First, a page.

Yesterday the spellchecker on my computer decided to question the name Grossmith – as in George and Weedon, the authors of The Diary of a Nobody. It offered me four alternatives, including Grossmont and Ironsmith. I decided to ignore these suggestions and added Grossmith to my ever-expanding working dictionary.
Ignoring, and correcting, the spellchecker is a daily ritual now. My robotic adviser, or advisor, and I have developed an ongoing relationship. I picture my designated teacher as a man with a crisis of identity. In his particular case, it’s (I am poised for him to suggest its) to do with language. For example, the instructions for this computer always refer to a ‘program’, which is recognised American; yet, the other day, when I wrote about the New York poet Frank O’Hara and quoted a line containing the word ‘color’– he’s querying it again! – he got indignant and asserted his English right, so to speak, to use ‘colour’. Whose side is he on? Oh yes, there’s the continuing problem with ‘whose’ and ‘who’s’ – my regulated teacher advises the latter in almost every circumstance, even when I am not contracting ‘who is’ to ‘who’s’. He often seems determined to make his reluctant student look foolish.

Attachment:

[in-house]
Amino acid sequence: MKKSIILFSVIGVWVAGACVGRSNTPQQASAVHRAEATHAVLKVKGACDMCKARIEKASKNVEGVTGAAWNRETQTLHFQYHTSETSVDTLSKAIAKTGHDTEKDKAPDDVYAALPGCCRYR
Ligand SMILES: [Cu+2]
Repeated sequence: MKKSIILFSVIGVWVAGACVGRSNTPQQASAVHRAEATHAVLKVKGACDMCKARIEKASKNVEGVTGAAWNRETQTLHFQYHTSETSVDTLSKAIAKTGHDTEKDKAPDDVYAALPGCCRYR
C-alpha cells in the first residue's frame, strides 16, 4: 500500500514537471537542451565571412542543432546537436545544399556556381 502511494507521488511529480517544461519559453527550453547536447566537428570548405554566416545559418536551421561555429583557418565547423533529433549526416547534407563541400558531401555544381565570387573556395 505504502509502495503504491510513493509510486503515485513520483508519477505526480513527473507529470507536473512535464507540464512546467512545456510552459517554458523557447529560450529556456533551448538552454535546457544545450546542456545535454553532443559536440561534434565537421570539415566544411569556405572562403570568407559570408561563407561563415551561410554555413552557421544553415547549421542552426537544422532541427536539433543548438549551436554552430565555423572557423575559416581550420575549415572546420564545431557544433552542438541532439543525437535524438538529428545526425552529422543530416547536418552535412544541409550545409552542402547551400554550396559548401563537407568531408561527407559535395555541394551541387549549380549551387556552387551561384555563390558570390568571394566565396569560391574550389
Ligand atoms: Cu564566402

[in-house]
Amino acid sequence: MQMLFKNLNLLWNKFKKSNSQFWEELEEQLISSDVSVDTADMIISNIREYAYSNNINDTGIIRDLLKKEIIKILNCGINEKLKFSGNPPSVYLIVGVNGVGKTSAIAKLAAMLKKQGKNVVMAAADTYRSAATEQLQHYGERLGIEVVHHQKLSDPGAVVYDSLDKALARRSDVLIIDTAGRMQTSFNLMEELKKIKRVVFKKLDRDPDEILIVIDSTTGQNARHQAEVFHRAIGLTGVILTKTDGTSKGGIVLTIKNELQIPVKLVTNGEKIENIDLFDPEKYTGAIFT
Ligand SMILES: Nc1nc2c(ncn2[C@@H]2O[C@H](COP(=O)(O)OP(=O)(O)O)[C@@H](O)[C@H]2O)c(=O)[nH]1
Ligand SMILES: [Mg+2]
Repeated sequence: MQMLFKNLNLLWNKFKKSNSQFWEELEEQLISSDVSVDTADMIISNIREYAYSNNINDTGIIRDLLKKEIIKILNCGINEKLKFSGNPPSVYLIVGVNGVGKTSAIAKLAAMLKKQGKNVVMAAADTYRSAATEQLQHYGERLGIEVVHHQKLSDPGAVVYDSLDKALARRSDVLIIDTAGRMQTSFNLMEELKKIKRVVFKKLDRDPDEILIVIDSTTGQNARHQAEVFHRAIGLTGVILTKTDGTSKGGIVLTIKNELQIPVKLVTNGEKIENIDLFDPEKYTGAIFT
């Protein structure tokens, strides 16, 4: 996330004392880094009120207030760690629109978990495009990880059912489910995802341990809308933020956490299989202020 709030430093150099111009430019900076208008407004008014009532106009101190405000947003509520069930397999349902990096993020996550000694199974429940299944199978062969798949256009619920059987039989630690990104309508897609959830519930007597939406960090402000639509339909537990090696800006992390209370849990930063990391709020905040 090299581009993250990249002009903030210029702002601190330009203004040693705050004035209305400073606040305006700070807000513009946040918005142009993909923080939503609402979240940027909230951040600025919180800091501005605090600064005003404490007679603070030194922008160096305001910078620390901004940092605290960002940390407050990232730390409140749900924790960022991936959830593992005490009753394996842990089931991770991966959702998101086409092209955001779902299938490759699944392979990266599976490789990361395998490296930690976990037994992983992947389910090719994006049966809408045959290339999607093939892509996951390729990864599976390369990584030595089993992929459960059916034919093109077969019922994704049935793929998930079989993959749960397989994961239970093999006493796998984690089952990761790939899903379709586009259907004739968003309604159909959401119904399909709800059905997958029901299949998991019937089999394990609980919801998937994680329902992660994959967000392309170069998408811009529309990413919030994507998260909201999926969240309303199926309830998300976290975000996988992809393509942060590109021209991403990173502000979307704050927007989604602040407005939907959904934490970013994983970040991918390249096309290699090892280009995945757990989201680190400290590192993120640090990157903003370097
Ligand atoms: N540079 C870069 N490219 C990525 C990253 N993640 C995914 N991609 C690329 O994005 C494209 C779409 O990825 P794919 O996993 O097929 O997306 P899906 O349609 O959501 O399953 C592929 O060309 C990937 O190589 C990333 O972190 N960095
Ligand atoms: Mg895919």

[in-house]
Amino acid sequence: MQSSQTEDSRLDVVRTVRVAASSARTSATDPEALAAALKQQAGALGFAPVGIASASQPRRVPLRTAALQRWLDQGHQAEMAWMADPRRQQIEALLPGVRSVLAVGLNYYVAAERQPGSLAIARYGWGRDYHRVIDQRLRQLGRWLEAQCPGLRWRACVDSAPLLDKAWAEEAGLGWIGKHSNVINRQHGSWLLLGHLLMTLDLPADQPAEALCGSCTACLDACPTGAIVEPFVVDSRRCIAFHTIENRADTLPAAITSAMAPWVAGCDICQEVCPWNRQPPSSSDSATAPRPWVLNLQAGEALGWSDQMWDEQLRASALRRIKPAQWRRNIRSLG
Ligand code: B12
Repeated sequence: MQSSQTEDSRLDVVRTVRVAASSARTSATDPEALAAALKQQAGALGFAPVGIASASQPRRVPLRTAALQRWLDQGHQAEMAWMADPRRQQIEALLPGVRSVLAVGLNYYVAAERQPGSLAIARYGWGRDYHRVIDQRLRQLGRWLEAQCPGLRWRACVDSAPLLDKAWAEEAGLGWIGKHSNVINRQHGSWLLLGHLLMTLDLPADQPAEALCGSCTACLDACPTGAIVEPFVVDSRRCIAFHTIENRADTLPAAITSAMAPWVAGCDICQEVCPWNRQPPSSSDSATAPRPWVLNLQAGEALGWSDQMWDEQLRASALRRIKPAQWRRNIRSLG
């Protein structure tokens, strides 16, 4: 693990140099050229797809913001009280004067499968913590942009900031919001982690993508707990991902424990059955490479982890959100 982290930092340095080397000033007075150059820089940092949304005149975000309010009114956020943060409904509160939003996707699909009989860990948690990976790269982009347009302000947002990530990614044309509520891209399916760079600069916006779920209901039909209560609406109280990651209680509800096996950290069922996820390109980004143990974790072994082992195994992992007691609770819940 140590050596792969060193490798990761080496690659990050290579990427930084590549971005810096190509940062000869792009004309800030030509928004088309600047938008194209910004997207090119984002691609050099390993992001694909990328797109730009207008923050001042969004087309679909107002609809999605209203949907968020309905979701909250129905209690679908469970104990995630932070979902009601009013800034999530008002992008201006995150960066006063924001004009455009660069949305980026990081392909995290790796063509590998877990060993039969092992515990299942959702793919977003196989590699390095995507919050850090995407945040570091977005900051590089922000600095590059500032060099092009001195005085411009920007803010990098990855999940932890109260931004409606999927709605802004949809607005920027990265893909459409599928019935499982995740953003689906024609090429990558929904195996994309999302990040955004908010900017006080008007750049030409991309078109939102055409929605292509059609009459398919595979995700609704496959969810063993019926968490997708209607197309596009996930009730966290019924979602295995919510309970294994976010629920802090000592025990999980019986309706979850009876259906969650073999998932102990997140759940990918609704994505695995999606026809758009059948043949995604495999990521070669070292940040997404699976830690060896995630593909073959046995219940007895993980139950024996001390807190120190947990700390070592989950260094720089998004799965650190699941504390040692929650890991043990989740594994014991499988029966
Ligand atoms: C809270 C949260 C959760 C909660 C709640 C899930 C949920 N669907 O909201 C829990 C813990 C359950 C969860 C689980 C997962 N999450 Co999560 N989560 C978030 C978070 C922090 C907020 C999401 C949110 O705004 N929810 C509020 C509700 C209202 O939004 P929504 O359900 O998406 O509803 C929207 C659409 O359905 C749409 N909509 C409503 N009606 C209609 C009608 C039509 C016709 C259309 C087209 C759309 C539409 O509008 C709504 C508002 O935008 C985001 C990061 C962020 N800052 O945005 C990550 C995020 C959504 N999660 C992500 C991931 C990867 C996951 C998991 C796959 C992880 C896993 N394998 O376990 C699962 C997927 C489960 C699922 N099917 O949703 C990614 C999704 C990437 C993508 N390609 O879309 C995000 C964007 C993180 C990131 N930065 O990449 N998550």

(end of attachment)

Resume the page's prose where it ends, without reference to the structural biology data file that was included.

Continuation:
The only matter on which the spellchecker is reliable is spacing. He can be trusted with the design of a paragraph. That’s what he’s been programmed to do with prose. Try writing out a poem in which the opening word in most lines has to be set in lower case and he will be insistent that ‘the’ or ‘but’ has to be ‘The’ and ‘But’. It’s then that I tap ‘Ignore once’ a dozen times before those little blue squiggles under the offending ‘the’ disappear. Thank God I take a pill to steady my blood pressure.
He’s useless with foreign languages and unacquainted with the way certain English words were spelled, or spelt, in previous centuries. He’s more hindrance than help. I’m told that I could delete him with one tap on the keyboard. Yet I haven’t the heart to dispense with his irritating services. I must be mad, but I have to confess he makes my day. Every cliché I’ve set down is for his benefit and I hope he is duly grateful.